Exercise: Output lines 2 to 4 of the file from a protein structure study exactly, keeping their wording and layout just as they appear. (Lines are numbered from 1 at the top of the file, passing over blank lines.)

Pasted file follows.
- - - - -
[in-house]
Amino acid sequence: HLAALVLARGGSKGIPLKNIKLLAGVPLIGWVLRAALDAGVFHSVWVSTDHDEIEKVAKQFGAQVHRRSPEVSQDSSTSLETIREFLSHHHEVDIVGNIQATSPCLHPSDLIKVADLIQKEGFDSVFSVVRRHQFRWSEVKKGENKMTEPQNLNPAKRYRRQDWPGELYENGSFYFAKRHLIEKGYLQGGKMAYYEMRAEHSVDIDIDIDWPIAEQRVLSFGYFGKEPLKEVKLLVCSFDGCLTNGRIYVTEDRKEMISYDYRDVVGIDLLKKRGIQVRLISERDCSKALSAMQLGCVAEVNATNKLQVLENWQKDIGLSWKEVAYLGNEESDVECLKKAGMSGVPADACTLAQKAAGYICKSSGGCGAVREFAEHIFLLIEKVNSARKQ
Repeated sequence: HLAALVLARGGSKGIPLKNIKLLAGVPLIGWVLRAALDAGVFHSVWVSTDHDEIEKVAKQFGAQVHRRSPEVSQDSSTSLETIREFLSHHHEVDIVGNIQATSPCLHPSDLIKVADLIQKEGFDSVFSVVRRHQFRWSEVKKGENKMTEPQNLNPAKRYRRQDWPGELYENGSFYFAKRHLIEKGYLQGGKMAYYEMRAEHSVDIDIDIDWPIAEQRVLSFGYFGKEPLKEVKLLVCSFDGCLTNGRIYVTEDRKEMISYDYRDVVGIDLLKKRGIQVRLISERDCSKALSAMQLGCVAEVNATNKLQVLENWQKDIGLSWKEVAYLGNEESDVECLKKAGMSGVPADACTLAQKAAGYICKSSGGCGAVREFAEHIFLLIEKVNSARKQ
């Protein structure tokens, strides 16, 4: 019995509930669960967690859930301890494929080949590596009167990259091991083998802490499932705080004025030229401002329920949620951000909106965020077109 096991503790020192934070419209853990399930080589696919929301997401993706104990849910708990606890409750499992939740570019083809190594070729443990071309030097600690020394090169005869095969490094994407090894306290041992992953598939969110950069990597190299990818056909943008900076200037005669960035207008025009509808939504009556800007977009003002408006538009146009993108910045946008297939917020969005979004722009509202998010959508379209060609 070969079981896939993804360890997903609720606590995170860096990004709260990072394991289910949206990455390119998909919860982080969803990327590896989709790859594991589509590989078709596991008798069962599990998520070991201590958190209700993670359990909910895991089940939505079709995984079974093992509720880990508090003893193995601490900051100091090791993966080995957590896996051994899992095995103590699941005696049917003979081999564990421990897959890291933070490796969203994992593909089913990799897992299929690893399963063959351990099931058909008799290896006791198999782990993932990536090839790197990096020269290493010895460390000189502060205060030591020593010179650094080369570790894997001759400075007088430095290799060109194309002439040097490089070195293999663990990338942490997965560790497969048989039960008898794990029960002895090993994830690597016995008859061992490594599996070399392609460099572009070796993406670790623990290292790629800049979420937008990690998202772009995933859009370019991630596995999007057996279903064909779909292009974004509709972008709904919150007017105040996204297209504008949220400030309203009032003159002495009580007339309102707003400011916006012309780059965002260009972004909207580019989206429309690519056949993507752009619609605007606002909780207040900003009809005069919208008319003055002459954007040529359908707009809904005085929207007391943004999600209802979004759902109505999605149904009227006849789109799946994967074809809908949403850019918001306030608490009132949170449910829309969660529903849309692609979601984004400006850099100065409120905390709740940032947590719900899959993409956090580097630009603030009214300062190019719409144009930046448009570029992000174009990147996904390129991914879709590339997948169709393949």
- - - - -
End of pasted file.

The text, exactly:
Amino acid sequence: HLAALVLARGGSKGIPLKNIKLLAGVPLIGWVLRAALDAGVFHSVWVSTDHDEIEKVAKQFGAQVHRRSPEVSQDSSTSLETIREFLSHHHEVDIVGNIQATSPCLHPSDLIKVADLIQKEGFDSVFSVVRRHQFRWSEVKKGENKMTEPQNLNPAKRYRRQDWPGELYENGSFYFAKRHLIEKGYLQGGKMAYYEMRAEHSVDIDIDIDWPIAEQRVLSFGYFGKEPLKEVKLLVCSFDGCLTNGRIYVTEDRKEMISYDYRDVVGIDLLKKRGIQVRLISERDCSKALSAMQLGCVAEVNATNKLQVLENWQKDIGLSWKEVAYLGNEESDVECLKKAGMSGVPADACTLAQKAAGYICKSSGGCGAVREFAEHIFLLIEKVNSARKQ
Repeated sequence: HLAALVLARGGSKGIPLKNIKLLAGVPLIGWVLRAALDAGVFHSVWVSTDHDEIEKVAKQFGAQVHRRSPEVSQDSSTSLETIREFLSHHHEVDIVGNIQATSPCLHPSDLIKVADLIQKEGFDSVFSVVRRHQFRWSEVKKGENKMTEPQNLNPAKRYRRQDWPGELYENGSFYFAKRHLIEKGYLQGGKMAYYEMRAEHSVDIDIDIDWPIAEQRVLSFGYFGKEPLKEVKLLVCSFDGCLTNGRIYVTEDRKEMISYDYRDVVGIDLLKKRGIQVRLISERDCSKALSAMQLGCVAEVNATNKLQVLENWQKDIGLSWKEVAYLGNEESDVECLKKAGMSGVPADACTLAQKAAGYICKSSGGCGAVREFAEHIFLLIEKVNSARKQ
């Protein structure tokens, strides 16, 4: 019995509930669960967690859930301890494929080949590596009167990259091991083998802490499932705080004025030229401002329920949620951000909106965020077109 096991503790020192934070419209853990399930080589696919929301997401993706104990849910708990606890409750499992939740570019083809190594070729443990071309030097600690020394090169005869095969490094994407090894306290041992992953598939969110950069990597190299990818056909943008900076200037005669960035207008025009509808939504009556800007977009003002408006538009146009993108910045946008297939917020969005979004722009509202998010959508379209060609 070969079981896939993804360890997903609720606590995170860096990004709260990072394991289910949206990455390119998909919860982080969803990327590896989709790859594991589509590989078709596991008798069962599990998520070991201590958190209700993670359990909910895991089940939505079709995984079974093992509720880990508090003893193995601490900051100091090791993966080995957590896996051994899992095995103590699941005696049917003979081999564990421990897959890291933070490796969203994992593909089913990799897992299929690893399963063959351990099931058909008799290896006791198999782990993932990536090839790197990096020269290493010895460390000189502060205060030591020593010179650094080369570790894997001759400075007088430095290799060109194309002439040097490089070195293999663990990338942490997965560790497969048989039960008898794990029960002895090993994830690597016995008859061992490594599996070399392609460099572009070796993406670790623990290292790629800049979420937008990690998202772009995933859009370019991630596995999007057996279903064909779909292009974004509709972008709904919150007017105040996204297209504008949220400030309203009032003159002495009580007339309102707003400011916006012309780059965002260009972004909207580019989206429309690519056949993507752009619609605007606002909780207040900003009809005069919208008319003055002459954007040529359908707009809904005085929207007391943004999600209802979004759902109505999605149904009227006849789109799946994967074809809908949403850019918001306030608490009132949170449910829309969660529903849309692609979601984004400006850099100065409120905390709740940032947590719900899959993409956090580097630009603030009214300062190019719409144009930046448009570029992000174009990147996904390129991914879709590339997948169709393949």